If a given patient’s Free T3 level is “too far” below their physiological requirements, they are biochemically hypothyroid and their body will suffer, especially in organs and systems that depend more heavily on Free T3 within the circulation.
It is crucial for health not only to maintain T3 anywhere in the “normal” reference range, but for each individual organism to maintain T3 levels within a much narrower “set point” within that range. See what the science says in our section on “Rationale: Reference ranges.”
A deranged thyroid hormone metabolism does not regulate itself by statistical reference ranges defining “normal.” If researchers arbitrarily decide that the lower limit of normal reference range is the cutoff only beyond which “low T3” exists, they may overlook the harm caused by depletion within the lower normal reference range for T3.
Clearly, to determine the progressive level of harm caused by low T3, one must examine groups of patients at varying T3 levels regardless of the statistically-established reference range cutoff.
T3 depletion with a normal or low TSH
Research on “non-thyroidal illness” also shows that severe T3 depletion occurs while TSH is normal or low. That’s why it’s also sometimes called “Euthyroid Sick Syndrome” — because the category “euthyroid” is determined by these patients’ TSH alone. They are TSH-euthyroid (according to the pituitary gland), yet they are absolutely not T3-euthyroid. Even if their sickness induced their Low T3, the Low T3 goes, the more power it has to make them sicker.
In most circumstances, when TSH test interferences are removed, a high or low TSH is an “associated” manifestation “commonly” seen in direct inverse relationship to high or low thyroid hormone levels. Commonly. Associated.
But this TSH association does not apply to patients during Low T3 syndrome. Why?
At the foundation of any correct biological definition of hypothyroidism is a deficiency of thyroid hormone(s), T3 and/or T4. Biology tells us that a high TSH can never directly “cause” hypothyroidism.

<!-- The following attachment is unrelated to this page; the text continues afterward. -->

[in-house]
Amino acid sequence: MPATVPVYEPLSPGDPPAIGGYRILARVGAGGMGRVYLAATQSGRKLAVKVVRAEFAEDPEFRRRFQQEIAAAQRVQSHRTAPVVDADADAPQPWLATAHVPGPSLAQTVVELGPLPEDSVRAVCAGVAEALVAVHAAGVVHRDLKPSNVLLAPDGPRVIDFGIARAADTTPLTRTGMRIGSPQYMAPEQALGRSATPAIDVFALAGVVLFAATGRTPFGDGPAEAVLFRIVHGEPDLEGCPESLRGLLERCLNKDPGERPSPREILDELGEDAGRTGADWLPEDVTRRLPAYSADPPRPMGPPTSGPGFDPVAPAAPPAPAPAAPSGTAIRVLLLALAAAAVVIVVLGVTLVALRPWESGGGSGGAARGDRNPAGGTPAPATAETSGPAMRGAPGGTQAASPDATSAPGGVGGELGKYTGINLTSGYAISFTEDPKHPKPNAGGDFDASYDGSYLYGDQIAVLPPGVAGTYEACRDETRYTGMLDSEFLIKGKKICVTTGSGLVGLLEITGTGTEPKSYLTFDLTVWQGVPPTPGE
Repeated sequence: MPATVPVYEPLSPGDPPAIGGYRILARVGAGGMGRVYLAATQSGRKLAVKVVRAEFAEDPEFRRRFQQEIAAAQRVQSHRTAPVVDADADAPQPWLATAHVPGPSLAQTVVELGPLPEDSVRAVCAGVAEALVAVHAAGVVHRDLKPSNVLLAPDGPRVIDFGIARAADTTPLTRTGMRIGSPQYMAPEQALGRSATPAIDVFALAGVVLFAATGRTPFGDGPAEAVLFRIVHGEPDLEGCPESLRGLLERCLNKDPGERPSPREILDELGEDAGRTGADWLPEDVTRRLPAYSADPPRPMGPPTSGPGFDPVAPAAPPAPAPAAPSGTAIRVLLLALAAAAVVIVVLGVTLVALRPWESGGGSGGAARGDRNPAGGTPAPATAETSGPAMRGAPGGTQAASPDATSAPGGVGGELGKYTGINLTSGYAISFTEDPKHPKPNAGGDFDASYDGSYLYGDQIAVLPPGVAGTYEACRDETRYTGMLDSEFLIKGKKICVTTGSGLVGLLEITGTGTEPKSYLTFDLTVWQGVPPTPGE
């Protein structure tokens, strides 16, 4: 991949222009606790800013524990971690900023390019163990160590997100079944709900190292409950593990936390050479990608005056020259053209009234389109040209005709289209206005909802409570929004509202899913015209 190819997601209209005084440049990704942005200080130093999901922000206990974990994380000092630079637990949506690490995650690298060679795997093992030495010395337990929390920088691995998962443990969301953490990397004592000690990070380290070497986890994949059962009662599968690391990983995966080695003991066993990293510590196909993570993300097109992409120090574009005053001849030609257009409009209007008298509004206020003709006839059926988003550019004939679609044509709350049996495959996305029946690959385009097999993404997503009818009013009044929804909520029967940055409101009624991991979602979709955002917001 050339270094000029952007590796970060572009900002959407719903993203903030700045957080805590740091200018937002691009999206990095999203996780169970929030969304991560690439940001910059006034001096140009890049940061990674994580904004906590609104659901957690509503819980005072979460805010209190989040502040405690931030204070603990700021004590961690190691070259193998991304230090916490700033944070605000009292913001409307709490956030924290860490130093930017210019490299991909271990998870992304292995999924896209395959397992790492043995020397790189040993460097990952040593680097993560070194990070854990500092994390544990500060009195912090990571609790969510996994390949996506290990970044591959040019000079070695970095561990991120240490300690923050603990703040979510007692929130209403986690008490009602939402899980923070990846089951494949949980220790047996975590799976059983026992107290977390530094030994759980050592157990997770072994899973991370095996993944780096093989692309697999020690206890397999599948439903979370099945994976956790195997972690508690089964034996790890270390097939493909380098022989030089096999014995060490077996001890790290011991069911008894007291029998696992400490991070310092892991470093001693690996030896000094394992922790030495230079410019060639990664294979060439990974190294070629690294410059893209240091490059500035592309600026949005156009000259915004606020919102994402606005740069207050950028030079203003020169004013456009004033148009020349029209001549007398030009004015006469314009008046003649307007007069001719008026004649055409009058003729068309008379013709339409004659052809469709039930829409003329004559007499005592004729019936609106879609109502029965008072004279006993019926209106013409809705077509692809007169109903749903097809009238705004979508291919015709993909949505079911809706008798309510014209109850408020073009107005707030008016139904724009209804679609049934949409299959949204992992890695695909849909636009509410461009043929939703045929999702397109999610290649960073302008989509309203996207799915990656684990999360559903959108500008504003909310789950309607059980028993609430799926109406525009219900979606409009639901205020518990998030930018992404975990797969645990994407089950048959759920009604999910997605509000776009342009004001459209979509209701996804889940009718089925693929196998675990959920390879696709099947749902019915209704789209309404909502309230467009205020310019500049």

Let’s review the biology that doctors should have been taught in medical school.
- TSH does not enter thyroid hormone receptors.
- TSH deficiency makes nobody hyperthyroid.
- TSH excess does not create hypothyroidism.
- The role of TSH is indirect; TSH secretion increases in response to a level of T4 that is below the body’s set point, and a rise in TSH drives a _healthy_ thyroid to increase T4 and T3 production. TSH also stimulates the body to increase T4-T3 conversion in order to achieve the net result of raising T3 somewhat.
- TSH supports, serves and protects T3 — as long as you have a healthy thyroid gland.
- However, the healthy “HPT axis” is defined primarily as a TSH-T4 relationship, not TSH-T3.
The final fact is crucial in “Low T3 syndrome.” The healthy “HPT axis” is defined primarily as a TSH-T4 relationship, not TSH-T3.
The T3 hormone, the most essential thyroid hormone for biological function, is excluded from the current HPT axis model. Why? It simply does not fit the mathematics as neatly. As mentioned above, the healthy human body shifts TSH and T4 and T4-T3 conversion efficiency in order to _protect_ and _maintain_ plasma T3 levels. In normal biology, healthy T3 maintenance is a target. Within the normal range, TSH and T4 shift in inverse relationship — but they shift _around_ T3 as target. This is true only in a state of health.
The complete HPT axis model would have 3 variables, but unfortunately T3 does not fit into a two-dimensional line graph, and most journal articles and textbooks are not delivered in 3D.
By imposing TSH measurement on every human being without discernment, medicine has been imposing a model of thyroid health onto thyroid disease and treatment, has been simplifying a 3-way hormonal relationship into a 2-way model, and has been neglecting the most important thyroid hormone T3, blindly trusting that everyone will manufacture enough and be able to maintain T3 levels.